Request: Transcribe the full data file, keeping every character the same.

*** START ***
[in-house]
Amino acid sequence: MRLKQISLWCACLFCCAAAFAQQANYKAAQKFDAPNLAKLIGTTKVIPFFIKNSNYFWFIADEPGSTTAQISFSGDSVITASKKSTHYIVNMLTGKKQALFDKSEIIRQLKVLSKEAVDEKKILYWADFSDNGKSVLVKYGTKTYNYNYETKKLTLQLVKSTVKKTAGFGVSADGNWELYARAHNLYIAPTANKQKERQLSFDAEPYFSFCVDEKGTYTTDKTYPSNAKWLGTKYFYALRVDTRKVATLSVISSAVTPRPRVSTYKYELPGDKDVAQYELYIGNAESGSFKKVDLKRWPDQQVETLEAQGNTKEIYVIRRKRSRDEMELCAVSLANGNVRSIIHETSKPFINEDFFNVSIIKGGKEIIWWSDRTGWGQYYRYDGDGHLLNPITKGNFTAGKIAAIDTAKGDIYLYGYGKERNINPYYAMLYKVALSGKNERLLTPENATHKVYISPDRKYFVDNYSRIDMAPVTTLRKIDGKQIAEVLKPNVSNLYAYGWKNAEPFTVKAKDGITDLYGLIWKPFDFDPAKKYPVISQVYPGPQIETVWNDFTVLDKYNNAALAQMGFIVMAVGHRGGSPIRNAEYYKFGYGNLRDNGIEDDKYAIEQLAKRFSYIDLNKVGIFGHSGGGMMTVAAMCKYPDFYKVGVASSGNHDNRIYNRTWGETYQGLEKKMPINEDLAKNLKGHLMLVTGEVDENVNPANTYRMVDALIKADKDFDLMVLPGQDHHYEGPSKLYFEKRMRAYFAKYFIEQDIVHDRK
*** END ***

[in-house]
Amino acid sequence: MRLKQISLWCACLFCCAAAFAQQANYKAAQKFDAPNLAKLIGTTKVIPFFIKNSNYFWFIADEPGSTTAQISFSGDSVITASKKSTHYIVNMLTGKKQALFDKSEIIRQLKVLSKEAVDEKKILYWADFSDNGKSVLVKYGTKTYNYNYETKKLTLQLVKSTVKKTAGFGVSADGNWELYARAHNLYIAPTANKQKERQLSFDAEPYFSFCVDEKGTYTTDKTYPSNAKWLGTKYFYALRVDTRKVATLSVISSAVTPRPRVSTYKYELPGDKDVAQYELYIGNAESGSFKKVDLKRWPDQQVETLEAQGNTKEIYVIRRKRSRDEMELCAVSLANGNVRSIIHETSKPFINEDFFNVSIIKGGKEIIWWSDRTGWGQYYRYDGDGHLLNPITKGNFTAGKIAAIDTAKGDIYLYGYGKERNINPYYAMLYKVALSGKNERLLTPENATHKVYISPDRKYFVDNYSRIDMAPVTTLRKIDGKQIAEVLKPNVSNLYAYGWKNAEPFTVKAKDGITDLYGLIWKPFDFDPAKKYPVISQVYPGPQIETVWNDFTVLDKYNNAALAQMGFIVMAVGHRGGSPIRNAEYYKFGYGNLRDNGIEDDKYAIEQLAKRFSYIDLNKVGIFGHSGGGMMTVAAMCKYPDFYKVGVASSGNHDNRIYNRTWGETYQGLEKKMPINEDLAKNLKGHLMLVTGEVDENVNPANTYRMVDALIKADKDFDLMVLPGQDHHYEGPSKLYFEKRMRAYFAKYFIEQDIVHDRK